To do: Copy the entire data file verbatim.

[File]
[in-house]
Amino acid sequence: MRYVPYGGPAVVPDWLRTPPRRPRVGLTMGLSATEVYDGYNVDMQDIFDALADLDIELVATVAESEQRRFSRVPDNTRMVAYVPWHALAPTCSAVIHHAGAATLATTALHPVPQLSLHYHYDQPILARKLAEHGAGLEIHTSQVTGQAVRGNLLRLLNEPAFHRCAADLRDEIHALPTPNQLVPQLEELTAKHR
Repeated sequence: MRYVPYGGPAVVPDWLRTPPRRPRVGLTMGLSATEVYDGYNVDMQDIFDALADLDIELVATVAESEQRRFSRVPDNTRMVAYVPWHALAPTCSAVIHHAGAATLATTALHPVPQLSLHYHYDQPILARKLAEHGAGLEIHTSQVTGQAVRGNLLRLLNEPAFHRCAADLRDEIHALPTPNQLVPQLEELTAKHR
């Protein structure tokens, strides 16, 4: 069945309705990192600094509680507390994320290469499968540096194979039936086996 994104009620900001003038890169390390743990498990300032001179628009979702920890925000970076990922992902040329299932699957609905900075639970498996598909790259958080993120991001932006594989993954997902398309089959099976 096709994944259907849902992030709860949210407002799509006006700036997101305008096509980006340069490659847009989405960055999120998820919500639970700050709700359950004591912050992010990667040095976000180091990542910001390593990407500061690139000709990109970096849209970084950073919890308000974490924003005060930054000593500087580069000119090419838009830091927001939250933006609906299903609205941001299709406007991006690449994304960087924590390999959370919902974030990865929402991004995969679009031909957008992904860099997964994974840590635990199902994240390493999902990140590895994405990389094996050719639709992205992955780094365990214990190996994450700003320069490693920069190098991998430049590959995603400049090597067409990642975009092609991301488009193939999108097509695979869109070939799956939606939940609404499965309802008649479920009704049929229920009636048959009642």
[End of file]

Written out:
[in-house]
Amino acid sequence: MRYVPYGGPAVVPDWLRTPPRRPRVGLTMGLSATEVYDGYNVDMQDIFDALADLDIELVATVAESEQRRFSRVPDNTRMVAYVPWHALAPTCSAVIHHAGAATLATTALHPVPQLSLHYHYDQPILARKLAEHGAGLEIHTSQVTGQAVRGNLLRLLNEPAFHRCAADLRDEIHALPTPNQLVPQLEELTAKHR
Repeated sequence: MRYVPYGGPAVVPDWLRTPPRRPRVGLTMGLSATEVYDGYNVDMQDIFDALADLDIELVATVAESEQRRFSRVPDNTRMVAYVPWHALAPTCSAVIHHAGAATLATTALHPVPQLSLHYHYDQPILARKLAEHGAGLEIHTSQVTGQAVRGNLLRLLNEPAFHRCAADLRDEIHALPTPNQLVPQLEELTAKHR
């Protein structure tokens, strides 16, 4: 069945309705990192600094509680507390994320290469499968540096194979039936086996 994104009620900001003038890169390390743990498990300032001179628009979702920890925000970076990922992902040329299932699957609905900075639970498996598909790259958080993120991001932006594989993954997902398309089959099976 096709994944259907849902992030709860949210407002799509006006700036997101305008096509980006340069490659847009989405960055999120998820919500639970700050709700359950004591912050992010990667040095976000180091990542910001390593990407500061690139000709990109970096849209970084950073919890308000974490924003005060930054000593500087580069000119090419838009830091927001939250933006609906299903609205941001299709406007991006690449994304960087924590390999959370919902974030990865929402991004995969679009031909957008992904860099997964994974840590635990199902994240390493999902990140590895994405990389094996050719639709992205992955780094365990214990190996994450700003320069490693920069190098991998430049590959995603400049090597067409990642975009092609991301488009193939999108097509695979869109070939799956939606939940609404499965309802008649479920009704049929229920009636048959009642």